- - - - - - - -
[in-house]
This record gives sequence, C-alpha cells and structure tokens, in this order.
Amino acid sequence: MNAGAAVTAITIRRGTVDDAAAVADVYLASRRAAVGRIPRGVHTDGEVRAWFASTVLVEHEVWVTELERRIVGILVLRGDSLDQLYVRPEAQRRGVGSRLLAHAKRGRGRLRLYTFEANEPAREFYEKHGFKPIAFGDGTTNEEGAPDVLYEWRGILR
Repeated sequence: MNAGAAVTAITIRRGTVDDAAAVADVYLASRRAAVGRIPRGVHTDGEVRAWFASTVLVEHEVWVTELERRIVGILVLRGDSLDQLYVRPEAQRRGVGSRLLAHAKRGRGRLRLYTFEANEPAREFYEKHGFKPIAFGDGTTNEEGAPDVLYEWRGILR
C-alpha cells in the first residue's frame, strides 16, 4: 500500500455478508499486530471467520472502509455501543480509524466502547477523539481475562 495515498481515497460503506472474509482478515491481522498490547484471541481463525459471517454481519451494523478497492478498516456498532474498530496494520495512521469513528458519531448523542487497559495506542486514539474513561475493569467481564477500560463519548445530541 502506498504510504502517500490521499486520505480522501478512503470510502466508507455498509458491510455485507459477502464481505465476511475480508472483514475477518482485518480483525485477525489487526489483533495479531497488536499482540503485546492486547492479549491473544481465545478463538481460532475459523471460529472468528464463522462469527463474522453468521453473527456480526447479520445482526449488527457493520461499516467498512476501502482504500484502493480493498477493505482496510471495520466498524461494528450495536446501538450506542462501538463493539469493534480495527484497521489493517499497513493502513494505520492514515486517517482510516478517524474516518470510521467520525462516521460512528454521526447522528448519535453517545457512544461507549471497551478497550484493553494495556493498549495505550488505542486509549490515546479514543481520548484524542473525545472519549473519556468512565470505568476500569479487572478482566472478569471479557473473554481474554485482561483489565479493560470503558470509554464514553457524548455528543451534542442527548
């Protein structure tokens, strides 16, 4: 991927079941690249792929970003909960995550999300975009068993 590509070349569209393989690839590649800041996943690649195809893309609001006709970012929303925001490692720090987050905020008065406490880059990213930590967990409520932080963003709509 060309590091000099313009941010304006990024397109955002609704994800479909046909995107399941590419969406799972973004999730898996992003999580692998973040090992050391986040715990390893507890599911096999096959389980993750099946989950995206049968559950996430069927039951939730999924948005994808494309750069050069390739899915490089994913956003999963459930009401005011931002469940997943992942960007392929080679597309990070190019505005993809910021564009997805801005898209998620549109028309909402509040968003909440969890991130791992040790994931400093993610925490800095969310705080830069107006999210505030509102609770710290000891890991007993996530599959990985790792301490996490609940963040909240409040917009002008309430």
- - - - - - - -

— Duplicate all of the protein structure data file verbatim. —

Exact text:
[in-house]
This record gives sequence, C-alpha cells and structure tokens, in this order.
Amino acid sequence: MNAGAAVTAITIRRGTVDDAAAVADVYLASRRAAVGRIPRGVHTDGEVRAWFASTVLVEHEVWVTELERRIVGILVLRGDSLDQLYVRPEAQRRGVGSRLLAHAKRGRGRLRLYTFEANEPAREFYEKHGFKPIAFGDGTTNEEGAPDVLYEWRGILR
Repeated sequence: MNAGAAVTAITIRRGTVDDAAAVADVYLASRRAAVGRIPRGVHTDGEVRAWFASTVLVEHEVWVTELERRIVGILVLRGDSLDQLYVRPEAQRRGVGSRLLAHAKRGRGRLRLYTFEANEPAREFYEKHGFKPIAFGDGTTNEEGAPDVLYEWRGILR
C-alpha cells in the first residue's frame, strides 16, 4: 500500500455478508499486530471467520472502509455501543480509524466502547477523539481475562 495515498481515497460503506472474509482478515491481522498490547484471541481463525459471517454481519451494523478497492478498516456498532474498530496494520495512521469513528458519531448523542487497559495506542486514539474513561475493569467481564477500560463519548445530541 502506498504510504502517500490521499486520505480522501478512503470510502466508507455498509458491510455485507459477502464481505465476511475480508472483514475477518482485518480483525485477525489487526489483533495479531497488536499482540503485546492486547492479549491473544481465545478463538481460532475459523471460529472468528464463522462469527463474522453468521453473527456480526447479520445482526449488527457493520461499516467498512476501502482504500484502493480493498477493505482496510471495520466498524461494528450495536446501538450506542462501538463493539469493534480495527484497521489493517499497513493502513494505520492514515486517517482510516478517524474516518470510521467520525462516521460512528454521526447522528448519535453517545457512544461507549471497551478497550484493553494495556493498549495505550488505542486509549490515546479514543481520548484524542473525545472519549473519556468512565470505568476500569479487572478482566472478569471479557473473554481474554485482561483489565479493560470503558470509554464514553457524548455528543451534542442527548
């Protein structure tokens, strides 16, 4: 991927079941690249792929970003909960995550999300975009068993 590509070349569209393989690839590649800041996943690649195809893309609001006709970012929303925001490692720090987050905020008065406490880059990213930590967990409520932080963003709509 060309590091000099313009941010304006990024397109955002609704994800479909046909995107399941590419969406799972973004999730898996992003999580692998973040090992050391986040715990390893507890599911096999096959389980993750099946989950995206049968559950996430069927039951939730999924948005994808494309750069050069390739899915490089994913956003999963459930009401005011931002469940997943992942960007392929080679597309990070190019505005993809910021564009997805801005898209998620549109028309909402509040968003909440969890991130791992040790994931400093993610925490800095969310705080830069107006999210505030509102609770710290000891890991007993996530599959990985790792301490996490609940963040909240409040917009002008309430």